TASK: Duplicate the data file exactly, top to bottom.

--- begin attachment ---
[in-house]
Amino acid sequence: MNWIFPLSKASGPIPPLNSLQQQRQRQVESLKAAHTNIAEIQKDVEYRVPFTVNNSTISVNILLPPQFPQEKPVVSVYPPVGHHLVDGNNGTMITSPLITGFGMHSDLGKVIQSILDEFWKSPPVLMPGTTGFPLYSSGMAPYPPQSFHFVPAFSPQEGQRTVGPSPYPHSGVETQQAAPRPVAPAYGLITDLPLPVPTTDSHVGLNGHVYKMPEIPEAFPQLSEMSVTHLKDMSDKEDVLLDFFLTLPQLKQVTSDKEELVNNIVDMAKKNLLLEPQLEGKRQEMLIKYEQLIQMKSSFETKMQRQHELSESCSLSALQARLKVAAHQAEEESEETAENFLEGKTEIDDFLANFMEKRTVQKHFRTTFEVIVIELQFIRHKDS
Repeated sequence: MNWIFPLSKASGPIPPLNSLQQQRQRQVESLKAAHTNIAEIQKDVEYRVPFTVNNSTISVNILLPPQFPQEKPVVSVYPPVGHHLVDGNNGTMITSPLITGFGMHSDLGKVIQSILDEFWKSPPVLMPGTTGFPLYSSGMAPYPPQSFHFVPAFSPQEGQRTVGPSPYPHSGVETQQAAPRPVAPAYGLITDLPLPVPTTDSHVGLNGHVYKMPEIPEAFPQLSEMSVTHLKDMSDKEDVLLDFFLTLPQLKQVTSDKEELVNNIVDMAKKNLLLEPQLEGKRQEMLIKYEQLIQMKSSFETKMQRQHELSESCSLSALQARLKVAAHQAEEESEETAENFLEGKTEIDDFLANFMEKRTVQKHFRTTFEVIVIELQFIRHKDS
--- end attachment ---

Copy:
[in-house]
Amino acid sequence: MNWIFPLSKASGPIPPLNSLQQQRQRQVESLKAAHTNIAEIQKDVEYRVPFTVNNSTISVNILLPPQFPQEKPVVSVYPPVGHHLVDGNNGTMITSPLITGFGMHSDLGKVIQSILDEFWKSPPVLMPGTTGFPLYSSGMAPYPPQSFHFVPAFSPQEGQRTVGPSPYPHSGVETQQAAPRPVAPAYGLITDLPLPVPTTDSHVGLNGHVYKMPEIPEAFPQLSEMSVTHLKDMSDKEDVLLDFFLTLPQLKQVTSDKEELVNNIVDMAKKNLLLEPQLEGKRQEMLIKYEQLIQMKSSFETKMQRQHELSESCSLSALQARLKVAAHQAEEESEETAENFLEGKTEIDDFLANFMEKRTVQKHFRTTFEVIVIELQFIRHKDS
Repeated sequence: MNWIFPLSKASGPIPPLNSLQQQRQRQVESLKAAHTNIAEIQKDVEYRVPFTVNNSTISVNILLPPQFPQEKPVVSVYPPVGHHLVDGNNGTMITSPLITGFGMHSDLGKVIQSILDEFWKSPPVLMPGTTGFPLYSSGMAPYPPQSFHFVPAFSPQEGQRTVGPSPYPHSGVETQQAAPRPVAPAYGLITDLPLPVPTTDSHVGLNGHVYKMPEIPEAFPQLSEMSVTHLKDMSDKEDVLLDFFLTLPQLKQVTSDKEELVNNIVDMAKKNLLLEPQLEGKRQEMLIKYEQLIQMKSSFETKMQRQHELSESCSLSALQARLKVAAHQAEEESEETAENFLEGKTEIDDFLANFMEKRTVQKHFRTTFEVIVIELQFIRHKDS